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2011 Douglas T. Miller Symposium

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  1. 2011 Douglas T. Miller Symposium Dennis Wagner, Acting Director, Office of Clinical Standards and Quality Centers for Medicare & Medicaid Services April 29, 2011

  2. Plan for This Segment “Gestalt” Overview of CMS, Health Reform and Quality Improvement Quality Improvement Lessons from the Organ Donation Breakthrough Collaborative – A Story of Abundance

  3. Questions to Run On What is happening with healthcare reform nationally and at CMS? What can we learn and apply from the success of the national organ donation quality improvement work? What is my advice for CMS?

  4. CMS is Changing

  5. CMS Vision CMS is a major force and a trustworthy partner for the continual improvement of health and health care for all Americans.

  6. Operating Values How we shall work together and with others? • Boundarilessness • Speed and Agility • Unconditional Teamwork • Valuing Innovation • Customer Focus

  7. The “Three-Part Aim”Generating Abundance for Patients Better Health for the Population Better Care for Individuals Lower Cost Through Improvement

  8. Affordable Care ActSome Key CMS Accountabilities Major, Ongoing Demonstration & Testing Authority & Resources (Center for Innovation) Accountable Care Organizations Value Based Purchasing Programs Health Insurance Exchanges Expanded Medicaid Programs Care Transitions to Reduce Readmissions Expanded Quality Reporting Programs Expanded Preventative Services ….and Much More

  9. What Will the Affordable Care ActLook Like on the Front Lines? • Increasing measurement of quality, efficiency & value • Public reporting and sharing of data • Reimbursement linked to quality, efficient service delivery, and cost reduction thru improvement • Increasing integration of delivery systems and coordination of care across settings • Greater role in addressing public health issues • Greater use of health information technology • Creation of a learning environment in healthcare 9

  10. New Tools, New Incentives, New Penalties, New Organizations What does it all mean?

  11. Value-Based Purchasing and Linking Payment to Quality “A major, overarching theme in the Affordable Care Act is one of measurement, transparency, and altering payment to reinforce, not simply volume of services, but the quality of the effects of those services. Instead of payment that asks, “How much did you do,” the Affordable Care Act clearly moves us toward payment that asks, “How well did you do?” and, more important, “How well did the patient do?” That idea is at the heart of Value-Based Purchasing. It is not just a CMS idea; it is one increasingly pervading the agenda of all payers.” Don Berwick, CMS Administrator, April 4, 2011

  12. New Tools, New Incentives, New Disincentives, New Organizations What does it all mean? Doing the right things for patients will become easier and doing the wrong things will become more difficult.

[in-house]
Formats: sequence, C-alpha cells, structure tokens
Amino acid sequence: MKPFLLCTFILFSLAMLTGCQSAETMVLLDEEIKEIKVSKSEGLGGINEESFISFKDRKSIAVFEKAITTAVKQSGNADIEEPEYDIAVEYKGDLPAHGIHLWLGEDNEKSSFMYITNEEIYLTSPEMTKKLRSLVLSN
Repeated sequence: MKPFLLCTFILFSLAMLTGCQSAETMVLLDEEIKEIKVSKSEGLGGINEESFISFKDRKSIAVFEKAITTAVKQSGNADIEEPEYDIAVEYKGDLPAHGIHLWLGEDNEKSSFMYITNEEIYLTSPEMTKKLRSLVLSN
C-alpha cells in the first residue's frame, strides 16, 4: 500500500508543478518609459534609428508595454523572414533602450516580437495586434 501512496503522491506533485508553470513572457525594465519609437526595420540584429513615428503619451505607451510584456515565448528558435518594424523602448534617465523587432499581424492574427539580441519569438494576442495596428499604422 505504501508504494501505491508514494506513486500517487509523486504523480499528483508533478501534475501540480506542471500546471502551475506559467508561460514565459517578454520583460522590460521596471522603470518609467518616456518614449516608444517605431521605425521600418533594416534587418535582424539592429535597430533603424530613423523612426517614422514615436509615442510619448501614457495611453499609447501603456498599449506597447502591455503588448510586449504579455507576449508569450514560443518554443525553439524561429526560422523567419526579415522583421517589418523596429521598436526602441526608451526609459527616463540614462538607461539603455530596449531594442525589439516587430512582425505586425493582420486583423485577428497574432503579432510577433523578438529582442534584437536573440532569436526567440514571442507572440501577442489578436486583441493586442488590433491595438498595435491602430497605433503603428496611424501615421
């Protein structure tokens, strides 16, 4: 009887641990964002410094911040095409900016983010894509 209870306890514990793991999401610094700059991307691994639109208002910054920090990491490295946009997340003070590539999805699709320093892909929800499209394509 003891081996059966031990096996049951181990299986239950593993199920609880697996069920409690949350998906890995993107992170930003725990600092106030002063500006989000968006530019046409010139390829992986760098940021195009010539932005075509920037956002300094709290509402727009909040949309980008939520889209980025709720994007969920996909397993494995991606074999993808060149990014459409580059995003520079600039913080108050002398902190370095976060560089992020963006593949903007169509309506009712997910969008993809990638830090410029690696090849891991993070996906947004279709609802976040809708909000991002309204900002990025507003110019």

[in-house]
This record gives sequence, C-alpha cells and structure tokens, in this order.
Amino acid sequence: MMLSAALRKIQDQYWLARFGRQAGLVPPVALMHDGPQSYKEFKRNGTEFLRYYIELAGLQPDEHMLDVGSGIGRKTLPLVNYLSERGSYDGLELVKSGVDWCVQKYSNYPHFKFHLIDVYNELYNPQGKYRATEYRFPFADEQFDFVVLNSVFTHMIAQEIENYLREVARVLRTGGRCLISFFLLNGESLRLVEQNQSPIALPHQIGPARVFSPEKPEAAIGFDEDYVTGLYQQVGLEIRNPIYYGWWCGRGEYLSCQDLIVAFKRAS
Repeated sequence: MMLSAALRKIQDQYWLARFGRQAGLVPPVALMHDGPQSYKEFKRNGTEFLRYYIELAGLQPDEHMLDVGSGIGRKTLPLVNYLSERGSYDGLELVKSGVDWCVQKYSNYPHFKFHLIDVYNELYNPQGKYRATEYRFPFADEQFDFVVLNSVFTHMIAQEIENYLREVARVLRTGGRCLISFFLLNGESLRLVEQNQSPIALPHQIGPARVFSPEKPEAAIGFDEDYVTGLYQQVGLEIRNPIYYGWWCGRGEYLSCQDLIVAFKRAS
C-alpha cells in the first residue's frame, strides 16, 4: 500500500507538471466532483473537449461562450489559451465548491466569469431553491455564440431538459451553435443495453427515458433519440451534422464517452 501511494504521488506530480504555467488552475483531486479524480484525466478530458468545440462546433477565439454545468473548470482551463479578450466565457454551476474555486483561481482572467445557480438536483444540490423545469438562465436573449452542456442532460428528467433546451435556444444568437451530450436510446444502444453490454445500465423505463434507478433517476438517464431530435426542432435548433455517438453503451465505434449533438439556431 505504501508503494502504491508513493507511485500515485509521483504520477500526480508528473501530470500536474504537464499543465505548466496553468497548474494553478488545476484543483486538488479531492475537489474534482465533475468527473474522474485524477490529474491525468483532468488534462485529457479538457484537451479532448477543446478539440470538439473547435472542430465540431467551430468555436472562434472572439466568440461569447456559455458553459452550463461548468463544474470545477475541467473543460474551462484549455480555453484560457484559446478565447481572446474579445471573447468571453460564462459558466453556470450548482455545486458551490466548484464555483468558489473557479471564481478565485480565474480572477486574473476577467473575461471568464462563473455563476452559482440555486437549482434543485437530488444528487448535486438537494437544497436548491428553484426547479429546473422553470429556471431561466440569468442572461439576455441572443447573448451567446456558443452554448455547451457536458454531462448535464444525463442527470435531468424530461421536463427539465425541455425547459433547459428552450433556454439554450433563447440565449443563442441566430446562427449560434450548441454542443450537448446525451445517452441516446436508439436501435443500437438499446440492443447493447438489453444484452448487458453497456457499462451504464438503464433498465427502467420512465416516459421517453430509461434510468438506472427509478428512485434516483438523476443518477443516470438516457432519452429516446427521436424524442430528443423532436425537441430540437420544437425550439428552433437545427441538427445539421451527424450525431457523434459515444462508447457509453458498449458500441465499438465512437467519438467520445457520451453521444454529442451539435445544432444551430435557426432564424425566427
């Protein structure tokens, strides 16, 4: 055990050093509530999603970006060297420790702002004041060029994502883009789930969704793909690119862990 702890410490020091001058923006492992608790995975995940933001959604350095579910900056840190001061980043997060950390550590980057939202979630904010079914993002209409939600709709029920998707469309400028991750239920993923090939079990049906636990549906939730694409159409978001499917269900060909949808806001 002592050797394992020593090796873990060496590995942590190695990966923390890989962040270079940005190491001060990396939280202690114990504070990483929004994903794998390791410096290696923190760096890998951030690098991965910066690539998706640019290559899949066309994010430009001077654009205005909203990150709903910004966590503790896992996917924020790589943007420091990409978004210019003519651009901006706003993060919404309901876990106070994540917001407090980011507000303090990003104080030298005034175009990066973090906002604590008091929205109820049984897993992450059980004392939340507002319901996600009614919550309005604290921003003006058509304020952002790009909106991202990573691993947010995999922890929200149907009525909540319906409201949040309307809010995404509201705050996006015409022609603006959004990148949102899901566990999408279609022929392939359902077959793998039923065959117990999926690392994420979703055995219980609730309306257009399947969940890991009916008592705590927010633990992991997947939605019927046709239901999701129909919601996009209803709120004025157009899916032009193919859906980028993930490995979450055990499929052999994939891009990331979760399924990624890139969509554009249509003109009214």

13. Questions for Quick Reaction and Discussion What do you like about what you see in this high level summary? What do all of us need to do more of, better, differently?

  14. The Healthcare Quality/Value Challenge • U.S. spends more per capita on healthcare than any other country in the world • Quality is often inferior to that of other nations • Significant variation in quality and cost by geographic location • Serious disparities in the quality of health care by race, and socioeconomic status

  15. How do we make quality better?

  16. How do we make quality better?-- Stages of Personal Accountability -- • Stage 1. “The data are wrong” • Stage 2. “The data are right, but it’s not a problem” • Stage 3. “The data are right; it is a problem; but it is not my problem.” • Stage 4. “I accept the burden of improvement”

  17. How do we make quality better? Clear Intent – Will Proven Practices – Ideas Focused, Constant Action -- Execution

  18. How do we make quality better? Clear Intent – Will Proven Practices – Ideas Focused, Constant Action – Execution Your work on organ donation is an extraordinary national example of what is possible.

  19. Concentration of Potential Donors In Nation’s Largest Hospitals • 50% of eligible donors are found in 206 hospitals • 75% of eligible donors are found in 483 hospitals • 90% of eligible donors are found in 846 hospitals

  20. Tremendous Variation in Donation Rates in 300 Largest Hospitals

  21. P P A A D D S S CollaborativeEngine Enroll Participants Select Topic Prework Identify Change Concepts Planning Group LS 1 LS 2 LS3 Support System ListServe Site Visits & Filming Conference Calls Rapid Sharing Data Reporting Website

  22. Measures of Success

  23. UWHC OPO Performance Rates by Year OPO Conversion Rate:(Eligible Donors/Eligible Deaths)OPO Adjusted Conversion Rate:(Eligible Donors + Other Donors/Eligible Deaths + Other Donors)

  24. What generated this abundance of life saving results? • Including the Customer: Donor Families and Recipients • Clear, Ambitious, Achievable Aims • Transparent About Data and Practice • Model for Improvement and Collaborative Methodology • Teaming Nationally to Work Smarter, Faster • Creating Bolder, Thoughtful Agendas for Action • Rapid Testing & Change • Using Proven Practices • Doing More Of What Works • Relentless Pursuit of Improvement, Never Settling for the Status Quo

  25. Questions for Discussion and Action What are your key insights about the organ donation improvement work? How can each of us take this further? What can we learn and apply to our current challenges and opportunities with healthcare reform?

  26. “Never doubt that a small group of thoughtful, committed citizens can change the world. Indeed, it is the only thing that ever has.” –Margaret Mead

  27. Contact Information

  28. Question for Reflection and Action What is it about this work that makes my heart sing?